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OPLIN 4cast #459: Software containers

Posted in 4cast

shipping containersIf your library uses any Software as a Service (SaaS), which is increasingly common for Integrated Library Systems (ILS) and subscriptions management, then it’s quite likely that you have been using a software container and didn’t know it. Also known as operating-system-level virtualization, containers allow SaaS and other hosted services vendors to split a virtual server between a large number of separate users and keep them isolated from one another. Think of a container ship, where one vessel carries a large number of separate containers that will be moved to trucks and distributed to many different points. (It’s no coincidence that the most popular software for managing containers is called “Docker.”) Containers are excellent places to test new or upgraded software, so they occasionally are used locally as well as in the cloud.

  • Software containers: Used more frequently than most realize (NetworkWorld | Scott Hogg)  “As more VMs [virtual machines] were getting deployed, organizations had each application run on its own virtual server and each application essentially had its own dedicated resources (CPU, memory, I/O, network configuration). However, that server virtualization model requires a separate OS (and licensing) for each application. If all businesses care about is the applications, then why not try to get the applications to each run in their own computing instance? Then came along the idea of using a software container to isolate the application.”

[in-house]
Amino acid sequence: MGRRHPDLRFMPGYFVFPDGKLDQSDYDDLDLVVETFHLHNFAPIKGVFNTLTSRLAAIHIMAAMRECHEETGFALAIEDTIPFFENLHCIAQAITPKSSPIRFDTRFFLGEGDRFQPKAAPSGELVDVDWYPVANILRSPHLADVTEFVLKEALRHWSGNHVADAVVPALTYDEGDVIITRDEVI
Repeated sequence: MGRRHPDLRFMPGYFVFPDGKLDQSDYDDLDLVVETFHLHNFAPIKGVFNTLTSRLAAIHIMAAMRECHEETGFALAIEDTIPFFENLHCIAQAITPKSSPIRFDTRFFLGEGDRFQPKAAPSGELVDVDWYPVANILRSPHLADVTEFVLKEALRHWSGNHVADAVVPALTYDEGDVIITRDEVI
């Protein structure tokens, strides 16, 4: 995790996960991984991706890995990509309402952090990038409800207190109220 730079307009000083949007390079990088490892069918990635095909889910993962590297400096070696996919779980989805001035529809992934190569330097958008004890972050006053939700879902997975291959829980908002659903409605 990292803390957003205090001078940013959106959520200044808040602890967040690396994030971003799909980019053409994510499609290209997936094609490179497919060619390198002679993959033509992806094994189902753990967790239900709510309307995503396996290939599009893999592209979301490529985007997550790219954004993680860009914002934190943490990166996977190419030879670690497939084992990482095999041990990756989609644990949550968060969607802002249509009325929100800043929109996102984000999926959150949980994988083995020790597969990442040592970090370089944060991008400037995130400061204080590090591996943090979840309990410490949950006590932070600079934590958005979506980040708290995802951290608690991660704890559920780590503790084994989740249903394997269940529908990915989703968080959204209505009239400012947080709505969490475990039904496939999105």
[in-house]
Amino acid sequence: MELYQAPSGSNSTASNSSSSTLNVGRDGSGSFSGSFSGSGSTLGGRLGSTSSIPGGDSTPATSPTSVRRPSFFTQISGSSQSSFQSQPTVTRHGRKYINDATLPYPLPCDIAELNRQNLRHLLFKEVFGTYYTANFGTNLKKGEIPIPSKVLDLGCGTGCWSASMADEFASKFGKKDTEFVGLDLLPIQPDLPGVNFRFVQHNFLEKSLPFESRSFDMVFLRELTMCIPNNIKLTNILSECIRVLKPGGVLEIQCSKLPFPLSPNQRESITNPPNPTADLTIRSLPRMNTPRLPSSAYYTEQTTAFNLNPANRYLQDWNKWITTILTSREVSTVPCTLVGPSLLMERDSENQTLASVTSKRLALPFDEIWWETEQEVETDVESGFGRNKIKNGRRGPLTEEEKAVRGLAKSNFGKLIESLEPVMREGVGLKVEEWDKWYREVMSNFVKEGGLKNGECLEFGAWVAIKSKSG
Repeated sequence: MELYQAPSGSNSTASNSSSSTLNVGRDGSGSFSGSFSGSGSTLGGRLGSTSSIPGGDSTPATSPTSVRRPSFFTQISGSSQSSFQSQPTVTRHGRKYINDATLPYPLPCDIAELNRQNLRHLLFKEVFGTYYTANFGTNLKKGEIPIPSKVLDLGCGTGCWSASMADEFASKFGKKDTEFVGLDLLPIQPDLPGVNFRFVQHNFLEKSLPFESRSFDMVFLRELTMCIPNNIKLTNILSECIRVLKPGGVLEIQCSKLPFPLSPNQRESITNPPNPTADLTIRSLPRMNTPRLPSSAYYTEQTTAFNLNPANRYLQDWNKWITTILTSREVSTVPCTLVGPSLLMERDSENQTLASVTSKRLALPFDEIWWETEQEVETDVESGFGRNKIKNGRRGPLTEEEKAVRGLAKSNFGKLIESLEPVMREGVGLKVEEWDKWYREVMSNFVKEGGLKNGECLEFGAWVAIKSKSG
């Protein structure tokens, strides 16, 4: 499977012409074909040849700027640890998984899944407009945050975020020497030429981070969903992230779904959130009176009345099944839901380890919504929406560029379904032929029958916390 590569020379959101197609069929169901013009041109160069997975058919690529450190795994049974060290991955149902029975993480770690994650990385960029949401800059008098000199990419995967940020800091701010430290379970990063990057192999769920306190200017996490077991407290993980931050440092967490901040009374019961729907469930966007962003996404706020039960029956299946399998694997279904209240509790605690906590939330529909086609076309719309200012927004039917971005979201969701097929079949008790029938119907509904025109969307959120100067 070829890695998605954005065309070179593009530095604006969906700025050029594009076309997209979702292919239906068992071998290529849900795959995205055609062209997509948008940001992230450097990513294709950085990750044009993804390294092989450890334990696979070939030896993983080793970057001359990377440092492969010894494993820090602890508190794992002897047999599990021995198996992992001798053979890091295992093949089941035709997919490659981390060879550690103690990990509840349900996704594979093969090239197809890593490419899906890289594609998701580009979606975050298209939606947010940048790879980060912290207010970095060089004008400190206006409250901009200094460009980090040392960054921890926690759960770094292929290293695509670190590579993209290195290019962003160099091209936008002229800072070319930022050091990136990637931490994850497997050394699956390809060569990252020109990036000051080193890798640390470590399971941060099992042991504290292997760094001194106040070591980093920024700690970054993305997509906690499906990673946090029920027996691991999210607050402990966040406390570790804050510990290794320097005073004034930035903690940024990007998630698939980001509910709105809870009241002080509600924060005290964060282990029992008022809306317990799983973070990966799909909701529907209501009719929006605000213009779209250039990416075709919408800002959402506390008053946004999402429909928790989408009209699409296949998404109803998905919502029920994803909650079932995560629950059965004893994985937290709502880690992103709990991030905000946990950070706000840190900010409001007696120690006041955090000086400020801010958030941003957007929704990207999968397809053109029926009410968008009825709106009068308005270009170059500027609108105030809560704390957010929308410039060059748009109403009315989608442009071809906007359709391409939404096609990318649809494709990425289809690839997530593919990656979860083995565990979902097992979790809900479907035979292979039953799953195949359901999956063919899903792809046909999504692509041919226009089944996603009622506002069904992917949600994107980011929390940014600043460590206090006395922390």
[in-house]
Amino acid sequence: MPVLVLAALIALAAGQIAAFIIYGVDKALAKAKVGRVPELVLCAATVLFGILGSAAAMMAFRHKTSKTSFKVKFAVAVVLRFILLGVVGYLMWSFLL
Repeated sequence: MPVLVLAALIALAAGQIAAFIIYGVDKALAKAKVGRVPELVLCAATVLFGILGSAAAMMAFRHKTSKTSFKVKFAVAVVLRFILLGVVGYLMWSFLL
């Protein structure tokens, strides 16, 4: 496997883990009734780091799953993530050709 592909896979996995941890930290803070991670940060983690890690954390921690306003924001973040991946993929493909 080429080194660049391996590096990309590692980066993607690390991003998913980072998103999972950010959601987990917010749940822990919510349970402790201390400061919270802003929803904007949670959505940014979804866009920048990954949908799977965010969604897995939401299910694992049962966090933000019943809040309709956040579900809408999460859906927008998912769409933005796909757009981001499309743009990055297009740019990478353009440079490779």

• Containers everywhere! Getting started with Docker (The Register | Kat McIvor)  “Shipping containers have a defined size. No matter what they contain the cranes used to move shipping containers about and the boats that load them know how to stack them. A shipping container is a standardised unit. Imagine if software was the same. Rather than needing to know how to setup a server to the exact specifications given by a program, you are given a container. The container engine knows how to move that container about and how to run it, no matter what is inside.”
  • Is there a Docker in the house? (Brinxmat’s blog | Rurik Greenall)  “As Oslo Public Library wants 100% test coverage, we aim for deploying tested artifacts; providing test coverage for complete software packages like the Koha integrated library system is basically impossible as we’re not just talking about unit tests for the software components, but also the configured system as installed. The route we’ve chosen is to use Docker to encapsulate the packages we’re using and test the resulting artifacts; in this way, we can ensure that every deployed artifact is tested and can be demonstrated to function as expected before it is deployed in production.”
  • Why Docker is the hottest technology on the block (Network Computing)  “It’s important to keep in mind that Docker still is relatively new, having been released in March 2013. So it is still in early days of adoption. As a result, your organization will most likely require IT professionals with significant experience in order to implement the technology successfully. And, as with most technology, there may be security risks associated with using Docker due to the flexibility it offers.”

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